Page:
What is a Flow?

A flow is a message processing pipeline that acts as the integration layer between systems. When deployed, the flow exposes an inbound endpoint that can receive messages, transform them, and deliver them to other endpoints. In its simplest form, a flow could be a RESTful API that relays incoming data to another RESTful API, but the flow configuration process allows for much more complex data transactions.

Flow Configurations

Flows are created by writing a flow specification that the flow-server will then turn into a message processing pipeline, where messages arrive on a protocol specified by the inbound endpoint. There are many configuration options to take into account when writing a flow specification. The three main categories that make up a flow specification are processors, message flow control, and reliability.


Processors represent the sequential journey, or flow, of a message. Starting from the inbound endpoint, the message is passed through a chain of processors that either manipulate the data internally or establish a connector to an external/outbound service before passing the result on to the next step.

For instance, a flow might establish a SOAP API endpoint to receive XML. A processor can be added to transform the source’s XML to a specific JSON format. An additional processor could be added to send the newly formatted JSON to a different REST API on another server. The result of the last processor is sent back to the source to determine if the overall flow was successful or not.

Utilihive includes many pre-built processors to receive, send, transform, parse, convert, and/or compress data. Integration connectors are also possible by way of these processors. For example, a flow can consume messages from a Kafka cluster simply by configuring the receiveFromKafka processor, or it can publish to a Google Cloud Pub/Sub topic with the sendToGooglePubSub processor.

For a complete list of supported processors, check out the Flow Processors Index.

Message Flow Control

When a message is received by the server, it is immediately persisted in reliable storage. Unconfirmed messages (also called in-flight messages) refer to messages that have been persisted and then sent to the corresponding flow for processing but have not yet received a response. The number of concurrent in-flight messages can be configured as part of the flow specification.

If the in-flight message limit is reached, the server will keep any additional messages in memory until a slot becomes available again in the flow itself. The number of messages to buffer in memory can be configured in the flow spec.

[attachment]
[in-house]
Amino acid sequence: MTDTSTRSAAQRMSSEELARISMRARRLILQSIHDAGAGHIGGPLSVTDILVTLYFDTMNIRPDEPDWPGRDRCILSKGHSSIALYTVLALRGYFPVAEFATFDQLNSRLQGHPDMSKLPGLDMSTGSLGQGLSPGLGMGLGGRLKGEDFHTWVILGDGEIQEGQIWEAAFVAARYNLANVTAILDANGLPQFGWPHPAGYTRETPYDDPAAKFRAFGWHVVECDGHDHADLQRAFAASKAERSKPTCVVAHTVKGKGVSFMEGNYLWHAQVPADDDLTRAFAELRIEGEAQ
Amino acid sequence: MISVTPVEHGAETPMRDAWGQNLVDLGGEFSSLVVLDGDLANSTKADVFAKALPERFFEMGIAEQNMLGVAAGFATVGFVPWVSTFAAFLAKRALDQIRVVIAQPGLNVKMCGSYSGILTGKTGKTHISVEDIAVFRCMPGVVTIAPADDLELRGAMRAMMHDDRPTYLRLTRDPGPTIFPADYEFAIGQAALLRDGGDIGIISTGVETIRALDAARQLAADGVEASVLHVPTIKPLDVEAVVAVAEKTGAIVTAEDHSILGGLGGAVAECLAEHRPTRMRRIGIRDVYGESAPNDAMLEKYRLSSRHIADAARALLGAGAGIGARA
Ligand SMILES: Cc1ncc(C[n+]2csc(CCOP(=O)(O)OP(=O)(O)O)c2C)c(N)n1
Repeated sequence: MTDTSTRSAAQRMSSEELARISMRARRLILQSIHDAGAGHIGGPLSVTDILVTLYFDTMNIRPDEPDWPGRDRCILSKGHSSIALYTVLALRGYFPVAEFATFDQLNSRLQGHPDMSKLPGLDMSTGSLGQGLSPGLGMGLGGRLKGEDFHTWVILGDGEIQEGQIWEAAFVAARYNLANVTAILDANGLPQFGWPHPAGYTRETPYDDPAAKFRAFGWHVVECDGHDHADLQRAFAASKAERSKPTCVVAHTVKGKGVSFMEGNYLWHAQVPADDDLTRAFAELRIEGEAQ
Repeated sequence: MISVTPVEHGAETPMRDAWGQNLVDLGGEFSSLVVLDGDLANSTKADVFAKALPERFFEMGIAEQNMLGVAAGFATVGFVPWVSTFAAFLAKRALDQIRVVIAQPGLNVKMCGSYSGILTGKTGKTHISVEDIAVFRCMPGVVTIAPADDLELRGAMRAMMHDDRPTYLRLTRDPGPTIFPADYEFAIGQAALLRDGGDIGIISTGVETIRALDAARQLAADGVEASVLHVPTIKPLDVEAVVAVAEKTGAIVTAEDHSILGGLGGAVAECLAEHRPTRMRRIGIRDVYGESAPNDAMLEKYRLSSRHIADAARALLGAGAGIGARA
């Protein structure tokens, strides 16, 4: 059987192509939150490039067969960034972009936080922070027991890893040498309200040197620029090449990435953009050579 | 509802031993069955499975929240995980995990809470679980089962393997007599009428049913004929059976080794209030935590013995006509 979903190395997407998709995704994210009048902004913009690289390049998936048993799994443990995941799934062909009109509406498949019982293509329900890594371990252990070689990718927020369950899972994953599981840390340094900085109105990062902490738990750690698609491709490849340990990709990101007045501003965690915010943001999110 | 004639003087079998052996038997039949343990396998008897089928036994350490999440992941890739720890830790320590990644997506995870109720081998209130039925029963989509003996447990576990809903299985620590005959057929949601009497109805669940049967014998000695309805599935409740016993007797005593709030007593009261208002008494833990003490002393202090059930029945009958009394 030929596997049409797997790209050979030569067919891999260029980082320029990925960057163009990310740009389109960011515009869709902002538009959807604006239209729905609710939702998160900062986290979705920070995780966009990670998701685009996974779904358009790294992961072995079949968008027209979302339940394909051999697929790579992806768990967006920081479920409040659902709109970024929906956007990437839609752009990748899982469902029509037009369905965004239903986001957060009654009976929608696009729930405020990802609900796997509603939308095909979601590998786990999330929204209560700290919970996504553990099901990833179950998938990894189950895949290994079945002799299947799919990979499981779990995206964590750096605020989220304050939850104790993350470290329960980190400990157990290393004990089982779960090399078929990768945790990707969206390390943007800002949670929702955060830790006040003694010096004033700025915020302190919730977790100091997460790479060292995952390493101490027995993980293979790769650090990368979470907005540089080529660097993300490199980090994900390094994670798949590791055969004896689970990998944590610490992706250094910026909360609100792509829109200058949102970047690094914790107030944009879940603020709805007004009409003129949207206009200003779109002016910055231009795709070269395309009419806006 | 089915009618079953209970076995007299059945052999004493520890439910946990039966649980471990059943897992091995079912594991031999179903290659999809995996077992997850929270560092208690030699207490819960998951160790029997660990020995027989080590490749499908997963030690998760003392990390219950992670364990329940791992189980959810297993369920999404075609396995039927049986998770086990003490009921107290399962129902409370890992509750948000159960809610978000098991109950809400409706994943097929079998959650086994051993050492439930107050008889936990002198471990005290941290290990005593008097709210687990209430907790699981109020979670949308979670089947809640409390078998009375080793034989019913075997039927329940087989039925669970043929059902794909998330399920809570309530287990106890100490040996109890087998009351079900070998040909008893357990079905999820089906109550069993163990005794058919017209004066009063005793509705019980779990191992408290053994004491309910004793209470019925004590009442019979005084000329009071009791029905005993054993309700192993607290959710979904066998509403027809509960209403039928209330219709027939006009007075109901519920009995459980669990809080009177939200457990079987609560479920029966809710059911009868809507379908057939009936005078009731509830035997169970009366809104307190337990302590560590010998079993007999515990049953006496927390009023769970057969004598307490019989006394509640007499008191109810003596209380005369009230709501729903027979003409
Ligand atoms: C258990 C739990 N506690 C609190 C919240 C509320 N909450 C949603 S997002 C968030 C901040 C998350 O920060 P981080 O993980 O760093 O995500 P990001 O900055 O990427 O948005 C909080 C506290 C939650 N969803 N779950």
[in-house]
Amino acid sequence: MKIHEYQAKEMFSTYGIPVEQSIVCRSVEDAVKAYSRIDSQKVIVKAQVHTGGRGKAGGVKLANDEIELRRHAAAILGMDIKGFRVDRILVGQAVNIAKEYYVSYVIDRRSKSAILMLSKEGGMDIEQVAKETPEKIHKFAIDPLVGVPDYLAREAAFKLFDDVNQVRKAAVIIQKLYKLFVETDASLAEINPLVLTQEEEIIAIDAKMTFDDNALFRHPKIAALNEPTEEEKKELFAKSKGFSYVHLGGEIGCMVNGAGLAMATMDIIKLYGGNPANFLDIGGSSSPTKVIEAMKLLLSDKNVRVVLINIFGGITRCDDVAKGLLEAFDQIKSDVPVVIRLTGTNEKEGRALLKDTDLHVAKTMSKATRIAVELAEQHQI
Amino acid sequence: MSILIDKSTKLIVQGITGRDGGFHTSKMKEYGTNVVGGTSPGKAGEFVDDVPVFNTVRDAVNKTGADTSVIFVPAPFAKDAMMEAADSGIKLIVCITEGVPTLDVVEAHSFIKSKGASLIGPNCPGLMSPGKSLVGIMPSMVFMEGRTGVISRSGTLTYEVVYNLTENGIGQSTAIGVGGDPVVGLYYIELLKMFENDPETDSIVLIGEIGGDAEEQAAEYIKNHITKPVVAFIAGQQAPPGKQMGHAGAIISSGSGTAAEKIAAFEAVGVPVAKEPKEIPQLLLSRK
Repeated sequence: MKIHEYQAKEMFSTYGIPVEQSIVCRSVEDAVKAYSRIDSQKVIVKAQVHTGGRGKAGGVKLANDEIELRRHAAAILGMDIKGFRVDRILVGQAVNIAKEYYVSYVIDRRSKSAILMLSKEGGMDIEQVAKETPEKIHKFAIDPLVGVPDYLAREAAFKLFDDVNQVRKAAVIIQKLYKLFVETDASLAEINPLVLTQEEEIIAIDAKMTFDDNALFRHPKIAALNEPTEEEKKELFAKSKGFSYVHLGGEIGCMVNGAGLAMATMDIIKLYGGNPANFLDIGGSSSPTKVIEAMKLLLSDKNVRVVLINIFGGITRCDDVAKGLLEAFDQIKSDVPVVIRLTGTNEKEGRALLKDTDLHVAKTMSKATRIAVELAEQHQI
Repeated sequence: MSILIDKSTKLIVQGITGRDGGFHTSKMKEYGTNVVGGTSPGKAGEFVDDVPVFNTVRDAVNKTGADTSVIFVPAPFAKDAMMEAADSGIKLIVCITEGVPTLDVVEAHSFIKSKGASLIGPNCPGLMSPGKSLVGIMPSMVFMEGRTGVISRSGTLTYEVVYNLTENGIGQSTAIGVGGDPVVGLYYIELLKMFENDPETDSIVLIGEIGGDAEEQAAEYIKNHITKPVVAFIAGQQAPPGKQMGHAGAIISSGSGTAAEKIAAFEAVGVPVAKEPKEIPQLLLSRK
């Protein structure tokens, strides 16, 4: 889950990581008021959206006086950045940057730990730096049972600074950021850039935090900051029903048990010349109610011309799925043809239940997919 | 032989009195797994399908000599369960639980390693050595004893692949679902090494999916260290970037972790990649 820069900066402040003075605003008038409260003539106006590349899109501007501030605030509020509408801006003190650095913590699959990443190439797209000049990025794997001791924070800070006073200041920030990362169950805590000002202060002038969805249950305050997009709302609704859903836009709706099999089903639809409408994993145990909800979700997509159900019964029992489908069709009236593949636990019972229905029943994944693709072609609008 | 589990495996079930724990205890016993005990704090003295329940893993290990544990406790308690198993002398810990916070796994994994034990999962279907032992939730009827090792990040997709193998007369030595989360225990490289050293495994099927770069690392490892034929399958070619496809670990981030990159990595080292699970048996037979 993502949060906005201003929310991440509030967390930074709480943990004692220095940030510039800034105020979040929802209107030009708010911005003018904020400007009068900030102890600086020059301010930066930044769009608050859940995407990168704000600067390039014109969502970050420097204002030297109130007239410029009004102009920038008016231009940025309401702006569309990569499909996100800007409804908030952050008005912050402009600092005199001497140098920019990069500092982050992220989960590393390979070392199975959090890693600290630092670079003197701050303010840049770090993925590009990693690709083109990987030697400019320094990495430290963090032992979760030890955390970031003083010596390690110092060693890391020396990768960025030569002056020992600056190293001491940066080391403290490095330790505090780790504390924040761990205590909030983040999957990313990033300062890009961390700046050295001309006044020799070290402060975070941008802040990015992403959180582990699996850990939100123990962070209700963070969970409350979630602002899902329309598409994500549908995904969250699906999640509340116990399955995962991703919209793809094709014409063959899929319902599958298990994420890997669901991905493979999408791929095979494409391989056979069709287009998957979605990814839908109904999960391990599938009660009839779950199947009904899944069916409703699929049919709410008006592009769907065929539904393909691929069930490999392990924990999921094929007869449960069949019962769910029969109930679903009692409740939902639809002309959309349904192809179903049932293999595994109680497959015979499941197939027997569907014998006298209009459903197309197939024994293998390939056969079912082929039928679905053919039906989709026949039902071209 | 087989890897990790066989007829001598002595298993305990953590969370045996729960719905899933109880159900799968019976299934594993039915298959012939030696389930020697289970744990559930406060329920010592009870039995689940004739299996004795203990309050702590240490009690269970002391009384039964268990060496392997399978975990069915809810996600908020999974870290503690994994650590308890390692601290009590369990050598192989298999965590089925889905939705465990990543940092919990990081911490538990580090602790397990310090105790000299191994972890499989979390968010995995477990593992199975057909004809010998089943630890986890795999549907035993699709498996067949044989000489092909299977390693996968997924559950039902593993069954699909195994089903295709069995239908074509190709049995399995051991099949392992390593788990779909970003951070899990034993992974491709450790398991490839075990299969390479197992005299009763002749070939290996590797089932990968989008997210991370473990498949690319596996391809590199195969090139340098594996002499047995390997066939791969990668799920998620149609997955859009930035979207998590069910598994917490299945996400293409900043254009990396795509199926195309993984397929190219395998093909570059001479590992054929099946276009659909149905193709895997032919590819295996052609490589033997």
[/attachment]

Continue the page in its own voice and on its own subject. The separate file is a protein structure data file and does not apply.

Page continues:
If the buffer limit is reached, messages can still be temporarily persisted in a stash. Messages in the stash will move to the buffer as soon as memory is freed up. The number of messages to allow in the stash can be configured in the flow spec. Messages that exceed this limit will be rejected and send back an error.


The server operates on an "at least once" principle. This means messages that failed at any point in the pipeline can be tried again before they are rejected. A redelivery strategy can be added to a flow spec to specify how many times to attempt redelivery and how often to wait in between attempts.

If redelivery fails altogether, the error and its related content can still be captured. These failed messages are called dead letters and can be logged directly to the server or sent to another flow specifically designed for error handling.

Example Use Cases

Single Flow

Let’s say user accounts are being moved to a separate service. We also want to upload a user’s avatar to an AWS S3 bucket during the account creation process. We could create a flow where the inbound endpoint (the source) is a REST API. The next step in the pipeline could be the storage bucket writer with the final processor being the REST API of the actual account service.

Visually, this flow would look like the following:

The flow begins with a REST API source, proceeds to an S3 processor, and ends with a REST API processor.

Note that the connectors needed for such a flow can easily be implemented with the help of Utilihive’s writeToAwsS3 and restRequest processors.

Multiple Flows

For this example, consider needing to consolidate data from several weather services. The caveat is that some of these services send XML while others send CSV files. The data from both cases will need to be converted to JSON before reaching their final destination (a database). We can accomplish this with three flows. The first two will act as inbound endpoints that will distribute their results to a third, shared flow (i.e., a handoff flow).

Visually, this setup would look like the following:

Two separate flows end with a distribute processor that passes the message to a third flow with a handoff source.

We could also add a dead letter strategy to the shared flow to capture when writing to the database fails, thus leveraging a flow’s inherent reliability.